Gettin' Ruffed Up

climbing dog, etiquette, crag, dos and don't

Gettin' Ruffed Up

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Jack Taylor

Dog-owner etiquette while climbing.

Your dog is an extension of yourself. You take her everywhere, she picks you up when you’re feeling down, and to the dismay of your significant other, she enjoys prime real estate in your bed. When you’re making plans for a day of climbing, you imagine her standing beside you with a promising look in her eyes that says, “You’ve got this.” Now, to spare us from delving into a Dream vs. Reality: Taking Your Dog Climbing, or worse, a Pillory: Dog-Owners at the Crag, follow these guidelines to make sure that you, Lucy Lou, and everyone else on the rock enjoy pleasant company, respect, and absence of excrement.

Do: Understand your dog’s temperament—how she interacts with people and other dogs, and how to control her.
Don’t: Bring her to a climbing area if you’re concerned about her behavior. If you’re not confident, leave her at home.

Do: Take your dog to a low-traffic spot for training. Teach him not to step on ropes or pee on backpacks. Show him that when you go up, you always come back down.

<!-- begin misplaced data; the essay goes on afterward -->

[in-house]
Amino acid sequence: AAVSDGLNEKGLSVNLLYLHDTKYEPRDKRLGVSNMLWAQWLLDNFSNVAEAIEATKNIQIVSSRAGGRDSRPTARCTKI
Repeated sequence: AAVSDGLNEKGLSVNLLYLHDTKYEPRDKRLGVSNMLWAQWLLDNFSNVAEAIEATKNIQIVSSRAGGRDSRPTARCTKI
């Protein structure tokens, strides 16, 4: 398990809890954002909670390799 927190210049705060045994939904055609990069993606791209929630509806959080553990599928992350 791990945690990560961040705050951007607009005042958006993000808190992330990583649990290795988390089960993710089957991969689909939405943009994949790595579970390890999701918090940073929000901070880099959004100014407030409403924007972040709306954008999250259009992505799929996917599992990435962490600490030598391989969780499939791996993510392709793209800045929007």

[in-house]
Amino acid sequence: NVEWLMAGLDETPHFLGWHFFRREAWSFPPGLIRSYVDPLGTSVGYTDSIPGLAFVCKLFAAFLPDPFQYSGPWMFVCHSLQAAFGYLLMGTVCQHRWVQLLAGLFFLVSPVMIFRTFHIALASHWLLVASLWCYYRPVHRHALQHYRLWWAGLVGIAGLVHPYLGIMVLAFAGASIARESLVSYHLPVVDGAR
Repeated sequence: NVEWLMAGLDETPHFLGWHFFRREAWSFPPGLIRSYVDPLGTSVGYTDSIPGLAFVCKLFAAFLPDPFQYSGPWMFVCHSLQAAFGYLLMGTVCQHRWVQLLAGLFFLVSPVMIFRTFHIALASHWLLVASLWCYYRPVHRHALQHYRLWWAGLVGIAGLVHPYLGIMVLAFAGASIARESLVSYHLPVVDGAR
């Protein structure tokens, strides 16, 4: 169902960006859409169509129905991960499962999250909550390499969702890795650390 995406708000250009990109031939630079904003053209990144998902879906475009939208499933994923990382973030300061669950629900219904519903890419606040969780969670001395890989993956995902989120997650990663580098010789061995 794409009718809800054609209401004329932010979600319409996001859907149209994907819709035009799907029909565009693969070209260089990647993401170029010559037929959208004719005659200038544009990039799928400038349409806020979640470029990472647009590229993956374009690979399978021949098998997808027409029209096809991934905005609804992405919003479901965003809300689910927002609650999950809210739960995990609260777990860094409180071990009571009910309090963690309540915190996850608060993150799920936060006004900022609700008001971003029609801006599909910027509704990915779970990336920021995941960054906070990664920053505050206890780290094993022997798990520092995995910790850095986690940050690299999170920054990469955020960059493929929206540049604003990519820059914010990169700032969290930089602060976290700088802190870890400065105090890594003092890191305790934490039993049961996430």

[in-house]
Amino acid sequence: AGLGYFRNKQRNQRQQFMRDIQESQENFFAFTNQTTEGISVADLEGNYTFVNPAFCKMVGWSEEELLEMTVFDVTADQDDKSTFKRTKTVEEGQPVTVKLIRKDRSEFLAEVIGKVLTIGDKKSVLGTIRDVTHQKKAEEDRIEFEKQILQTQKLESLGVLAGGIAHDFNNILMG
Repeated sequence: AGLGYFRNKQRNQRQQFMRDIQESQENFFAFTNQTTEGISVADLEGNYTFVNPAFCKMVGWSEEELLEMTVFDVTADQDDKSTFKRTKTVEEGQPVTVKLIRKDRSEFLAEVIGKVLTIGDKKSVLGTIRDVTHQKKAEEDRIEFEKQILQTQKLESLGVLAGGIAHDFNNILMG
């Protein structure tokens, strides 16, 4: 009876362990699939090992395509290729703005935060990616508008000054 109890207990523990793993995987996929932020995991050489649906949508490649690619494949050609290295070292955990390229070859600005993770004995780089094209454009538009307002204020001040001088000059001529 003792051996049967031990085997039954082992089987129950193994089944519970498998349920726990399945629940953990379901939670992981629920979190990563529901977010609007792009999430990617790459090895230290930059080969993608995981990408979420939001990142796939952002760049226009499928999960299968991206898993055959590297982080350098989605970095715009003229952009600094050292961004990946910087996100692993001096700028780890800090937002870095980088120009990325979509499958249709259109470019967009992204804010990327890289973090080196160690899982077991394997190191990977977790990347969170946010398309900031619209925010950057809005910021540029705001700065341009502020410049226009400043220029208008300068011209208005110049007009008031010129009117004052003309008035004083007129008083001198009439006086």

Don’t: Take your dog near a cliff if you’re concerned about rockfall. Dogs don’t look out for falling rocks, and they might accidently kick rocks down on others.

Do: Correct your dog if she misbehaves. Apologize if she’s bothered another climber—without making excuses. If you’re halfway up a route and she tracks mud on another person’s gear, accept that someone else might have to discipline your dog.
Don’t: Ask other people to make accommodations for your dog. People will respect your dog if your dog respects them, but if you find yourself saying “don’t mind him,” “just give him some space,” or “he never does this,” you’re messing up.

Do: Exercise your dog beforehand, so he’ll be more content to sit tight while you climb.
Don’t: Leave your dog’s poop behind at the crag. (Or your own, for that matter.)

Do: Know where your dog is at all times. If you’re climbing, have your partner keep track of her.
Don’t: Leave your dog at the base of a multipitch route unless you’re absolutely certain he’ll be welcoming to other climbers. Dogs can be much more protective without their owners nearby.

Do: Bring extra water and snacks for your dog. If you run out of water, don’t let him get dehydrated—it’s time to head out.
Don’t: Take your dog climbing if it’s hot out and there’s no shade or water.

Do: Take breaks from climbing to play with your dog. Don’t make it all about you; let her in on the fun!
Don’t: Expect other climbers to find her as charming as you do. She’s sweet and wonderful and just so cute, we know, but so is everyone else’s dog.


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